KENNEWICK -- By the look of Adam Shackleford's face, you might think the Tri-Cities Fever lost to the visiting Fairbanks Grizzlies on Saturday night, rather than winning 50-35.
"I'm not happy," said Shackleford, the Fever's coach, on the floor of the Toyota Center. "If we play like this in two weeks against Omaha, we won't win."
Whoa, coach. Savor the moment in getting your second Indoor Football League victory in three games.
"When we don't play well, I'm never happy," Shackleford admitted. "In the past, though, the Fever might not win a game like this. So the guys fought through it. We had as much going against us as I've ever seen."
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How bad was it?
-- Fever linebacker Jason Beauchamp left the team this weekend after he signed with the Las Vegas Locomotives of the United Football League.
-- Three players got food poisoning before the game.
-- Quarterback Houston Lillard was a
game-time decision not to start, thanks to a nagging turf toe injury suffered last week at Wenatchee.
-- The team's top receiver, Tre Young, suffered a high ankle sprain on the team's second offensive play of the game. He did not return.
-- And with 10:46 to play in the game, and with the outcome very much in doubt, the Fever lost half of its defensive secondary when Dustin Bell and Dennis Rogan -- along with Fairbanks running back Romandre Gibbs -- were ejected for fighting after a play.
As a result, Tri-Cities got off to a slow start.
Backup quarterback Antwon Young couldn't get the offense clicking, terribly missing his receivers on pass plays. The Fever failed to capitalize on its first three series, and was only able to get a 23-yard Gary Cismesia field goal on the fourth.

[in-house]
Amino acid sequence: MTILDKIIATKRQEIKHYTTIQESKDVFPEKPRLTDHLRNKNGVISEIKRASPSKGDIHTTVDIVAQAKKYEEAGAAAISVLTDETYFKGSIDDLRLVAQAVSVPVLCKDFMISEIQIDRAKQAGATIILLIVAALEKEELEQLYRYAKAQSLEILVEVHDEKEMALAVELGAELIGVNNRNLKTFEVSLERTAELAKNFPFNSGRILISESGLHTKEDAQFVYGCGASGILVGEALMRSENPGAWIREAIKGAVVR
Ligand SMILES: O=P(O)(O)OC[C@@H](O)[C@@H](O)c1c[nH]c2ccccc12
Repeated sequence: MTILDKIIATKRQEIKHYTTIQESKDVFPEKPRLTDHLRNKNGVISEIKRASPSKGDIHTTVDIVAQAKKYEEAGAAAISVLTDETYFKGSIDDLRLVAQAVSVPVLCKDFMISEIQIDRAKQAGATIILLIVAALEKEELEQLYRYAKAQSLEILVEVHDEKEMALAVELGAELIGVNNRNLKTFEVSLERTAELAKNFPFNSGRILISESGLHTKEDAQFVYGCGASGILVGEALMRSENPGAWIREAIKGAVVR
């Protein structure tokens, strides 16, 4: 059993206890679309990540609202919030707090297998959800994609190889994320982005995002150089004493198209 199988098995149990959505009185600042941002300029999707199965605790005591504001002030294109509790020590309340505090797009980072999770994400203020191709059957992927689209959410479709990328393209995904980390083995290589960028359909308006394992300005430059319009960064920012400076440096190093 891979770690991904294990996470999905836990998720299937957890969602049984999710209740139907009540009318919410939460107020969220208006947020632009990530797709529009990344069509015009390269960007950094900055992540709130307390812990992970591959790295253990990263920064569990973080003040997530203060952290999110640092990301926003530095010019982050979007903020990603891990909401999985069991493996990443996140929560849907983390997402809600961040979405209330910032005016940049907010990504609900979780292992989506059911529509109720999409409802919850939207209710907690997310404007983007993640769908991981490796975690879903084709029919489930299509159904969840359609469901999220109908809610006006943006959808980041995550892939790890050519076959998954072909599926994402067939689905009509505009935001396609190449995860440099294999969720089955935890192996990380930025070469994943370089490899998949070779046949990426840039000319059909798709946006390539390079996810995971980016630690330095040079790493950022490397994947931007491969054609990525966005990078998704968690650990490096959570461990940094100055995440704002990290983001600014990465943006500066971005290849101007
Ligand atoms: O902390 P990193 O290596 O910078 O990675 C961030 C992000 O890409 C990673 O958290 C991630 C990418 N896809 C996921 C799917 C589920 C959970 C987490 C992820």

Trailing 14-3, Lillard couldn't watch anymore.
"I had no plans to play Houston," said Shackleford. "Right before the game I looked him right in the eye and asked him if he could play. He felt he couldn't. But he asked to go in (in the second quarter). When your starting quarterback asks to go in, you send him in."
Suddenly, things started clicking offensively.
"There's a comfort level there," said Lillard, talking about his receivers. "The guys got confidence in me."
Lillard connected with receiver Joey Hew Len for a 9-yard TD pass with 2:28 to play in the half to cut the Grizzlies' lead to 14-10.
Then on the ensuing series, Fairbanks' Gibbs fumbled the ball and Tri-Cities defensive lineman Brandon Wilson recovered at the Grizzlies' 4.
It took four plays, but Lillard connected with Hew Len again for a 3-yard score with 49.1 seconds left, and the Fever went into intermission with a 17-14 lead.
"Coach Shack got on us at halftime," said Hew Len. "When he's displeased, you know it."
The key play may have come early in the third quarter.
Fairbanks quarterback Donovan Porterie rolled out from his own 22 and fired a pass as Fever linebacker Freddie Harris intercepted it. He ran it back 19 yards in what looked like a rugby scrum.
"I saw the bootleg," said Harris, a defensive end the first two games but moved to linebacker after Beauchamp left. "After watching so much film, I knew there would either be a receiver in front of me or behind me. He threw it and I caught it. I thought I would go down, but I kept moving with everybody."
One play later, Lillard hit running back Dennis Kennedy on a swing pass for a 6-yard touchdown play and a 23-14 lead.
From there, the two teams traded touchdowns for the rest of the game.
"That was a key play," said Fairbanks coach Robert Fuller of Harris' interception. "That and we fumbled early. Against a team like Tri-Cities you can't do that."
Fuller tried to take advantage in the fourth quarter when Bell and Rogan were ejected by having Porterie go after substitutes George Kelly and Fever receiver Steven Whitehead -- who was forced to play in the secondary.
But Lillard kept answering with TD passes -- seven in three quarters.
"Things got shaky," said Lillard. "But when you get in there and the adrenaline gets going you don't feel anything. (The toe) is throbbing right now."
Lillard will have two weeks to let it heal.